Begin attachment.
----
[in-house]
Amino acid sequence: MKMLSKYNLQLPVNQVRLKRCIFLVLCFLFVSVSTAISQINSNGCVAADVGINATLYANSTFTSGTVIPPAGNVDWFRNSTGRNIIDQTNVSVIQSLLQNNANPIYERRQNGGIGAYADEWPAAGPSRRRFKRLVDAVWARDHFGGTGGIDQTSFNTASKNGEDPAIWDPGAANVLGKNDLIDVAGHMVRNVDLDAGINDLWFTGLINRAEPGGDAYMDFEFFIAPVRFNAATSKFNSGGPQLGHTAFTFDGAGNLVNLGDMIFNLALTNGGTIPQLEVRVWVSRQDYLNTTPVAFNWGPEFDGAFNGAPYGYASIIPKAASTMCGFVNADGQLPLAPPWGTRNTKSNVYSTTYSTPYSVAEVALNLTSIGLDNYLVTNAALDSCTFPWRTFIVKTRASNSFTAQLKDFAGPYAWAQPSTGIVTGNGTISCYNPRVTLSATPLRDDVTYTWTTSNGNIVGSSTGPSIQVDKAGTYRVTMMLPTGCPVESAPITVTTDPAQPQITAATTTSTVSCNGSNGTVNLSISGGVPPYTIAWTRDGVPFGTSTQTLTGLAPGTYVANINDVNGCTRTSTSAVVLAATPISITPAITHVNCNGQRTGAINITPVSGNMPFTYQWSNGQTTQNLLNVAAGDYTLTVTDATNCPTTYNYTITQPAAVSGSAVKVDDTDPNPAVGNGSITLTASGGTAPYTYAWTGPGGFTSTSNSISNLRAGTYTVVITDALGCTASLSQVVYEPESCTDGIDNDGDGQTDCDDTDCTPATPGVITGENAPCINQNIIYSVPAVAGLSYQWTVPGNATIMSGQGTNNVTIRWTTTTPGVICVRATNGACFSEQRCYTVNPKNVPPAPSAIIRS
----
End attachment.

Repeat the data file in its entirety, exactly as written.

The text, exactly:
[in-house]
Amino acid sequence: MKMLSKYNLQLPVNQVRLKRCIFLVLCFLFVSVSTAISQINSNGCVAADVGINATLYANSTFTSGTVIPPAGNVDWFRNSTGRNIIDQTNVSVIQSLLQNNANPIYERRQNGGIGAYADEWPAAGPSRRRFKRLVDAVWARDHFGGTGGIDQTSFNTASKNGEDPAIWDPGAANVLGKNDLIDVAGHMVRNVDLDAGINDLWFTGLINRAEPGGDAYMDFEFFIAPVRFNAATSKFNSGGPQLGHTAFTFDGAGNLVNLGDMIFNLALTNGGTIPQLEVRVWVSRQDYLNTTPVAFNWGPEFDGAFNGAPYGYASIIPKAASTMCGFVNADGQLPLAPPWGTRNTKSNVYSTTYSTPYSVAEVALNLTSIGLDNYLVTNAALDSCTFPWRTFIVKTRASNSFTAQLKDFAGPYAWAQPSTGIVTGNGTISCYNPRVTLSATPLRDDVTYTWTTSNGNIVGSSTGPSIQVDKAGTYRVTMMLPTGCPVESAPITVTTDPAQPQITAATTTSTVSCNGSNGTVNLSISGGVPPYTIAWTRDGVPFGTSTQTLTGLAPGTYVANINDVNGCTRTSTSAVVLAATPISITPAITHVNCNGQRTGAINITPVSGNMPFTYQWSNGQTTQNLLNVAAGDYTLTVTDATNCPTTYNYTITQPAAVSGSAVKVDDTDPNPAVGNGSITLTASGGTAPYTYAWTGPGGFTSTSNSISNLRAGTYTVVITDALGCTASLSQVVYEPESCTDGIDNDGDGQTDCDDTDCTPATPGVITGENAPCINQNIIYSVPAVAGLSYQWTVPGNATIMSGQGTNNVTIRWTTTTPGVICVRATNGACFSEQRCYTVNPKNVPPAPSAIIRS